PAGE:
Facing History simultaneously addresses both of my primary philanthropic interests: social justice and education. Education, in many ways, is about building relationships. And that’s what I’ve spent my life doing – first in corporate settings and now through philanthropy. Silicon Valley Community Foundation provides a structure and tools for my continuing efforts.
I enjoy making connections among the many organizations I support with my knowledge, my skills and my funds. Silicon Valley Community Foundation is a crucial part of that. My donor advised fund there lets me pool my philanthropic resources into the billions of dollars managed by SVCF. That gives me access to better money managers – and better returns – than I could attain on my own.
More importantly, it gives me access to their expertise on emerging community needs, policy issues and funding priorities. My philanthropy advisor there coaches me on how to make my giving most effective. For example, I was having trouble persuading other members of one of the boards I served on to put much effort into fundraising. So SVCF helped me design an anonymous matching funds incentive system that rewarded the group’s fundraising efforts by doubling any money they were able to raise.
How do I know whether my efforts and contributions are making a difference?
Last month, the CEO of the Opportunity Fund, another one of the excellent nonprofits I support, told me that he wants his staff to have a conversation about race that Facing History can facilitate for them. That’s the kind of connection that brings my work full circle: I can use philanthropy to help these nonprofits, but I can also apply my professional skills to help them scale. It’s about more than just giving my funds. It’s about using my skills to help increase their reach and deliver their message and services to more and more people, and connecting them in creative ways to leverage their impact. Using the skills and principles I developed in my corporate life, I’m now building a network to support what I’m trying to achieve in the world.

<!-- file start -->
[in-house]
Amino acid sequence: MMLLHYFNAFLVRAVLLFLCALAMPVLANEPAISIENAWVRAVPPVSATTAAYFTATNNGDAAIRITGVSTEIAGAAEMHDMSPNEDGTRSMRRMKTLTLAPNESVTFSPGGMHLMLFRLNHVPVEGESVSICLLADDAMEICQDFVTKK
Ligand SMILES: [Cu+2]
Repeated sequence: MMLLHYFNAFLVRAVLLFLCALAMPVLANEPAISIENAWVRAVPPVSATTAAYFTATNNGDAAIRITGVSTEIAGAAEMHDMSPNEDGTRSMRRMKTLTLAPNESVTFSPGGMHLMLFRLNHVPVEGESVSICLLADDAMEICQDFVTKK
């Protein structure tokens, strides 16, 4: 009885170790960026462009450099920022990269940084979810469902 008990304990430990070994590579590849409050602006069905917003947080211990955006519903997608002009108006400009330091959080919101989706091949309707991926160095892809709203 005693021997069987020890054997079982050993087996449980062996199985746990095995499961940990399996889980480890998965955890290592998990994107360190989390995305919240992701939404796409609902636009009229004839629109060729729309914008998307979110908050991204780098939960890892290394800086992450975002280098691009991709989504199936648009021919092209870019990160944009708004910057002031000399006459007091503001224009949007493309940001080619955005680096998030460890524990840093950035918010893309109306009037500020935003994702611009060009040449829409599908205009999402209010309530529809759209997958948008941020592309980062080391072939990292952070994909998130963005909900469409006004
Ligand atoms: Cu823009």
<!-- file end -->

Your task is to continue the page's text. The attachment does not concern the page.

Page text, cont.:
Which brings me back to how philanthropy can support empathy. Shortly after the presidential election in November, Facing History brought together all of its global advisory board members – including me – at a retreat in Boston. While there, we participated in a 30-hour alternate reality game called “Face the Future: A Game about the Future of Empathy,” designed by social gaming expert Jane McGonigal from The Institute for the Future. The game’s nearly 10,000 players from 51 countries were told they had been transported to the year 2026 to experience a new social networking site called “FeelThat,” which allowed them to feel the emotions of others.
In the immediate aftermath of the election, the game felt particularly relevant – to its target audience of students and teachers and to Facing History as an organization. Since its founding, Facing History has been city-centric, focusing primarily on large metropolitan areas where we saw our methodology and values were greatly needed. Now we’re asking ourselves how we can do a better job of reaching out to the rural communities that appeared to express feelings of marginalization and isolation. Perhaps this “game” is a window into how we can do just that.
Engaging with Facing History allows me to be a part of something that is already working to address the need for understanding, civil discourse and “upstanding.” It gives us hope and a path forward to become the citizenry we aspire to be.
Debra Engel is a donor and former board member at Silicon Valley Community Foundation, and a board member at Facing History and Ourselves.
Silicon Valley Community Foundation
Facing History and Ourselves